When Is Your Kid Ready For A Mouthwash?

It is important to establish good oral hygiene early on in life, but is brushing enough?

Studies show that using mouthwash in adults can reduce the risk of gum disease, plaque and general growth of bacteria in the mouth that brushing with fluoride toothpaste alone does not.




Not many studies exist for children, the question becomes whether mouthwash should be used in children or not.

It’s obvious that children over 12 years of age will be fine with using mouthwash. As they typically understand that mouthwash is not a drink, but for children under that age, the issue becomes complicated.

See also: Best Mouthwashes For Kids That Are Mild Yet Effective!

Good judgement is key. A child who is prone to drinking or eating anything that can get in his or her mouth is obviously not a good candidate for mouthwash as the benefits are far outweighed by the possible negative consequences.

Yet still, there are some children who may seem like good candidates for mouthwash, but simply do not need it at all.

As a parent, you will have to make this judgement call.

General tips on deciding if your child can used mouthwash is:




  • If the child is age 6 or older –
  • If the child knows that drinking mouthwash is not okay
  • If the child is generally responsible about oral hygiene(a child who doesn’t brush and floss well is better off learning how to brush and floss before using mouthwash)
  • If the child wants to use mouthwash

Do NOT allow your child to use mouthwash if:

  • The child is younger than the age 6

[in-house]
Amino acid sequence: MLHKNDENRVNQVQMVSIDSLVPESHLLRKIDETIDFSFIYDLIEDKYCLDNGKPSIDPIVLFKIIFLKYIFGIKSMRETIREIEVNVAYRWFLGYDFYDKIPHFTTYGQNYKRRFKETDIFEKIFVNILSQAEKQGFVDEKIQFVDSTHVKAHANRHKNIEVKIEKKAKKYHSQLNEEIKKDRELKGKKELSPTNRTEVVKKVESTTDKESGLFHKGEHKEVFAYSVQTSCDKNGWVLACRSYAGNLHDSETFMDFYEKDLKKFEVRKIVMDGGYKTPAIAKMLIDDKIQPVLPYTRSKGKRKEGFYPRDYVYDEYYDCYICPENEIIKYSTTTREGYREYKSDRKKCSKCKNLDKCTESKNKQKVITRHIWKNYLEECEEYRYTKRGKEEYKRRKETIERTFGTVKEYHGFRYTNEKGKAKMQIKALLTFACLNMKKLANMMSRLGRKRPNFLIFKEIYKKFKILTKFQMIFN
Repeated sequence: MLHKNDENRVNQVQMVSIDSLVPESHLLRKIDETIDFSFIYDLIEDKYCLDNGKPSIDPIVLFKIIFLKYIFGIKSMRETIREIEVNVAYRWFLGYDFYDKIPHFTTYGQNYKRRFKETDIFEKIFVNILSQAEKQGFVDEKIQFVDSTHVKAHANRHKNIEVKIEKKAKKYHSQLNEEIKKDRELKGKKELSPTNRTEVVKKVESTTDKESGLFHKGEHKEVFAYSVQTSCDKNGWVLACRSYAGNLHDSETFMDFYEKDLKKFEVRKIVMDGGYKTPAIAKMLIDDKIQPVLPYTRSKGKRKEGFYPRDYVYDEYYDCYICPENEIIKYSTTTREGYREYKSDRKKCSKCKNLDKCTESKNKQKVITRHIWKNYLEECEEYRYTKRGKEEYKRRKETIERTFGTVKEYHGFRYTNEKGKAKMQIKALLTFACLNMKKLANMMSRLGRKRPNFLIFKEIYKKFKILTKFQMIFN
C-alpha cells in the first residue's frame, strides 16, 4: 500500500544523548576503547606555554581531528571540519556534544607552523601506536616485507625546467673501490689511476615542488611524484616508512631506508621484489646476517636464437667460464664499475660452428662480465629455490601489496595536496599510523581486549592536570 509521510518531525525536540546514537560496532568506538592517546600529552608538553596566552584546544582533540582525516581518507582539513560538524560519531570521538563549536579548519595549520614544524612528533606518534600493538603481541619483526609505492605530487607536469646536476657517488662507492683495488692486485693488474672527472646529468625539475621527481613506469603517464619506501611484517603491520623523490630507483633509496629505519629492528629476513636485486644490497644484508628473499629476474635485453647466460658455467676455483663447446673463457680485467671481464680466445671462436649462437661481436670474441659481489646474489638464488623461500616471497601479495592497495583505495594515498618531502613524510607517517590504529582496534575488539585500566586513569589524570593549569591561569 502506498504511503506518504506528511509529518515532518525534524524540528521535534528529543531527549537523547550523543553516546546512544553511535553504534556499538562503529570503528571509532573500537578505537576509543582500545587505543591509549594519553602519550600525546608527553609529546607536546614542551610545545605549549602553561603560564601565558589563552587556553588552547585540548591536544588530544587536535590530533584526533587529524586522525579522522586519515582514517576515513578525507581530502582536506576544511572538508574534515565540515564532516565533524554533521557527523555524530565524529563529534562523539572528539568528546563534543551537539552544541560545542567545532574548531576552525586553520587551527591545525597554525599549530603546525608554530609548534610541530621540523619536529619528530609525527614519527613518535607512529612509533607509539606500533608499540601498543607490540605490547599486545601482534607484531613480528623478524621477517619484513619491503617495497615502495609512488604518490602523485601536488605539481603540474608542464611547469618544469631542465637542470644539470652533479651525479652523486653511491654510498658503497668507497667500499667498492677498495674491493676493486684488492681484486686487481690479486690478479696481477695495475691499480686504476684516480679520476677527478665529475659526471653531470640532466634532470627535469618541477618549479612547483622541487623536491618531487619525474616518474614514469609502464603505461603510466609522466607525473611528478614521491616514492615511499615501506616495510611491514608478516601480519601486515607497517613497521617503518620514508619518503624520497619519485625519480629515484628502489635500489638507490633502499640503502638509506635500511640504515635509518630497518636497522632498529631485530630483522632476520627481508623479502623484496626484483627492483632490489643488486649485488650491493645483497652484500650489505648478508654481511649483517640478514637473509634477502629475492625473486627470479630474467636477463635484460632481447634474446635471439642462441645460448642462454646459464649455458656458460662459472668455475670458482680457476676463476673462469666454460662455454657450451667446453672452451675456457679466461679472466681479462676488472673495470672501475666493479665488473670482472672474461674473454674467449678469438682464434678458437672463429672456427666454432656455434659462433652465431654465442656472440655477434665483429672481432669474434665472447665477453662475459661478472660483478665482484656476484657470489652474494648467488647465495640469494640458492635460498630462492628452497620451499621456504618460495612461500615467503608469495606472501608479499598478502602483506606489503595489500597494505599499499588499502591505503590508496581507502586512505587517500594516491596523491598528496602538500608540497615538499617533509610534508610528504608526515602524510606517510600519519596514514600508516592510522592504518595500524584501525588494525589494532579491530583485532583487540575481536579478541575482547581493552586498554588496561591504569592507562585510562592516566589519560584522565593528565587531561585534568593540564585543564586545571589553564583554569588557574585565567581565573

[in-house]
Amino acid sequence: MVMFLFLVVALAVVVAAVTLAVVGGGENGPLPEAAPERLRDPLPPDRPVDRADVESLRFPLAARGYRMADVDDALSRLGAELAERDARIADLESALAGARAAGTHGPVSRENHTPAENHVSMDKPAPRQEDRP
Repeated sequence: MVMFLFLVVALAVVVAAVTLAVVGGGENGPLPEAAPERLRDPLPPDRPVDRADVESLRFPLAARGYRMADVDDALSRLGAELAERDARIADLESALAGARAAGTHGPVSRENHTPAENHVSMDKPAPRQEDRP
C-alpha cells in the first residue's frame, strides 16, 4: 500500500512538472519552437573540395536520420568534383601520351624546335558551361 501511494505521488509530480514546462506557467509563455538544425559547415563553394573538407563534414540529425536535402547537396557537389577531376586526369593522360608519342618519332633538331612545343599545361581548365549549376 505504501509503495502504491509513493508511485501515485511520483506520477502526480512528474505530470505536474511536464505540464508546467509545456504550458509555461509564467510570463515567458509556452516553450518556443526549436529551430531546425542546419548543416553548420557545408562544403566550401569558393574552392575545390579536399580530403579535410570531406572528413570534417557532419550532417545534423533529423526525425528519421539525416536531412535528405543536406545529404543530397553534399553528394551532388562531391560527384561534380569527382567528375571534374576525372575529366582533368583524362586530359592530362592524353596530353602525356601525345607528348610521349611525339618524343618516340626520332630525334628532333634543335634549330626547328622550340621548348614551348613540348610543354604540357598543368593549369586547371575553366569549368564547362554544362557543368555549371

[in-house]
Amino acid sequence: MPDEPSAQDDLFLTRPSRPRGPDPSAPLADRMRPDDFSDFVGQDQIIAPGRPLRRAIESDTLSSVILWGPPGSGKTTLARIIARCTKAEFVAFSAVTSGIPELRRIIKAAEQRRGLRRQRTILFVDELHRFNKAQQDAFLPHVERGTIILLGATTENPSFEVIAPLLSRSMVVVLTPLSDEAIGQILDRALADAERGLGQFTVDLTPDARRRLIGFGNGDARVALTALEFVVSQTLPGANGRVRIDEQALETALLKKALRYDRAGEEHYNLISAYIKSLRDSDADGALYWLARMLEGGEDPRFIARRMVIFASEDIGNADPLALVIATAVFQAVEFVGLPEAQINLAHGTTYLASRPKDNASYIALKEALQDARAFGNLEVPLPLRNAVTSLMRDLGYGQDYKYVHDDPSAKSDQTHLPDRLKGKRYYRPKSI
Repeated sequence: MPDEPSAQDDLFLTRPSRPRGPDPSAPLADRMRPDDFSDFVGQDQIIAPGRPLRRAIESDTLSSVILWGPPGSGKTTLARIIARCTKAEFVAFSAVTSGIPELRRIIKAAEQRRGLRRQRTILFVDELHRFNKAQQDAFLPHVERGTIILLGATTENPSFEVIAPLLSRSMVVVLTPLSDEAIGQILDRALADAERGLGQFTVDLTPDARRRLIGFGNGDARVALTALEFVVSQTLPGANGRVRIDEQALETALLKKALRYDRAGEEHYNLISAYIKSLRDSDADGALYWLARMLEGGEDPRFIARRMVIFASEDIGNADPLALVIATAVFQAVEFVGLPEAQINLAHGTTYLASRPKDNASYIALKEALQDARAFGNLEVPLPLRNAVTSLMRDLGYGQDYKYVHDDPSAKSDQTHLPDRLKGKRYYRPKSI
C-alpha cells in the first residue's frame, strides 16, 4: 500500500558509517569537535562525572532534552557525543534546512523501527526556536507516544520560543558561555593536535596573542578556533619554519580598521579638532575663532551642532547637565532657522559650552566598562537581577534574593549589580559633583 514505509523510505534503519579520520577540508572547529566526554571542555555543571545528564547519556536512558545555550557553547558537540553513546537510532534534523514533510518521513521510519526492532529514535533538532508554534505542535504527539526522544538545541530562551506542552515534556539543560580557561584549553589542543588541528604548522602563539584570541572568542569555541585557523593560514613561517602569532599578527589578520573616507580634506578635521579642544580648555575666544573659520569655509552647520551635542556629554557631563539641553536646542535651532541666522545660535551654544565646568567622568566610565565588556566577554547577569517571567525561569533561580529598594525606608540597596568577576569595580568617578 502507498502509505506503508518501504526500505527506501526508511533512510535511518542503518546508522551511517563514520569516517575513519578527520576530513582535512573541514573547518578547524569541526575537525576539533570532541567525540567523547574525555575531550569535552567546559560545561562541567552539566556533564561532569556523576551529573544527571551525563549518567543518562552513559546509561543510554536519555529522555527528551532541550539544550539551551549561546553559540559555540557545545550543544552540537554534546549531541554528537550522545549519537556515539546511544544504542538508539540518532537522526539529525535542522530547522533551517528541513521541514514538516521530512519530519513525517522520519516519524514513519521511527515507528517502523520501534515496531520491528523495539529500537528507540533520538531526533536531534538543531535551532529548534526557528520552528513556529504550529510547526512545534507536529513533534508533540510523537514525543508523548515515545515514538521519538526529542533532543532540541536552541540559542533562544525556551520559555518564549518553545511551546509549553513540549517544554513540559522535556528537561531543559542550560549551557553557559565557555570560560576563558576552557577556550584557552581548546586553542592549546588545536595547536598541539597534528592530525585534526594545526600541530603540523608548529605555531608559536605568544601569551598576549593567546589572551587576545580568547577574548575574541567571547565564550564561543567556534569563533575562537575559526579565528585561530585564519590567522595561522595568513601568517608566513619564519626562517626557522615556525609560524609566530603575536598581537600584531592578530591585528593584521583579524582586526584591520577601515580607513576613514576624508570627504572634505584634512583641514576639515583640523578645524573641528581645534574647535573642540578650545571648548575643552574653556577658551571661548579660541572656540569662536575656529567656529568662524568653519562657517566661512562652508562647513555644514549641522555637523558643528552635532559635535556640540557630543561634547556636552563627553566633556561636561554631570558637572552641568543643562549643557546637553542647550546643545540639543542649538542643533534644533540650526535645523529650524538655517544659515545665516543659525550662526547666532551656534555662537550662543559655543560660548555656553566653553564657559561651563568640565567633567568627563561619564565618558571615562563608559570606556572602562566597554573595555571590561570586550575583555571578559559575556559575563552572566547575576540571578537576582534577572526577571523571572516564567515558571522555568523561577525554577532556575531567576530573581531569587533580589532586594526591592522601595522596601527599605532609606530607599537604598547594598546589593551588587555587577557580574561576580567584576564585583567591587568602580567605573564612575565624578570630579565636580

• The child is prone to accidental swallowing
  • The child does not know how to brush or floss his or her teeth
  • The child does not want to use mouthwash

If you decide that your child is ready to use mouthwash begin by always teaching them, mouthwash is not something they can drink.

Some parents have found success in using a cup of water and a tablespoon of salt to teach good mouth washing habits before transitioning to mouthwash. If you feel your child is not ready for mouthwash, using salt and water is a great alternative until the child is ready.

Table salt and water is a far better alternative to swallowing the alcohol and essential oils that are present in many mouthwashes.

See also: Best electric toothbrush for kids

Additionally, using child dedicated mouthwash for children can be used as flavors can encourage mouth washing habits, however, it may also increase instances of swallowing.

As always you will have to supervise children under 10 while they are using the mouthwash and have methods to intervene if they somehow choke or swallow the mouthwash.

Poison control numbers should always be nearby and typically will be on the bottle of mouthwash. It is said on the label that if more than used for rinsing is swallowed, contact poison control, however, it is a good idea to contact a healthcare provider immediately if the child swallows any mouthwash at all.

With that in mind, be safe in the knowledge that mouthwash will do your child a greater good for his or her oral hygiene in the future.

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